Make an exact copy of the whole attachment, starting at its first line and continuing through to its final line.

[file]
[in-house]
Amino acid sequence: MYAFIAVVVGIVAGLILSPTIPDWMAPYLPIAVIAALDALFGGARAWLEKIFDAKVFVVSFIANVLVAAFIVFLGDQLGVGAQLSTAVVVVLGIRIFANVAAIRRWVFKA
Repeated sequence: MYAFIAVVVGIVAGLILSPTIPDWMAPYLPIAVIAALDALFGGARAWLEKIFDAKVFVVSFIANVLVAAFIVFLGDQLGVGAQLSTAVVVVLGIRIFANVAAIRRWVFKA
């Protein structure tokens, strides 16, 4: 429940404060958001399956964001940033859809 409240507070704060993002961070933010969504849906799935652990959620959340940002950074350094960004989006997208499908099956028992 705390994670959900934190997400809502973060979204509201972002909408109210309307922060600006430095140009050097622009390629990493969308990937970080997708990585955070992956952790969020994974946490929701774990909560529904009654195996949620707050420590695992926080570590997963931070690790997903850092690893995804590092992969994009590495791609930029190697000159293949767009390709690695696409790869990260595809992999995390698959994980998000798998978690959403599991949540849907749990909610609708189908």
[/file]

[in-house]
Amino acid sequence: MYAFIAVVVGIVAGLILSPTIPDWMAPYLPIAVIAALDALFGGARAWLEKIFDAKVFVVSFIANVLVAAFIVFLGDQLGVGAQLSTAVVVVLGIRIFANVAAIRRWVFKA
Repeated sequence: MYAFIAVVVGIVAGLILSPTIPDWMAPYLPIAVIAALDALFGGARAWLEKIFDAKVFVVSFIANVLVAAFIVFLGDQLGVGAQLSTAVVVVLGIRIFANVAAIRRWVFKA
């Protein structure tokens, strides 16, 4: 429940404060958001399956964001940033859809 409240507070704060993002961070933010969504849906799935652990959620959340940002950074350094960004989006997208499908099956028992 705390994670959900934190997400809502973060979204509201972002909408109210309307922060600006430095140009050097622009390629990493969308990937970080997708990585955070992956952790969020994974946490929701774990909560529904009654195996949620707050420590695992926080570590997963931070690790997903850092690893995804590092992969994009590495791609930029190697000159293949767009390709690695696409790869990260595809992999995390698959994980998000798998978690959403599991949540849907749990909610609708189908």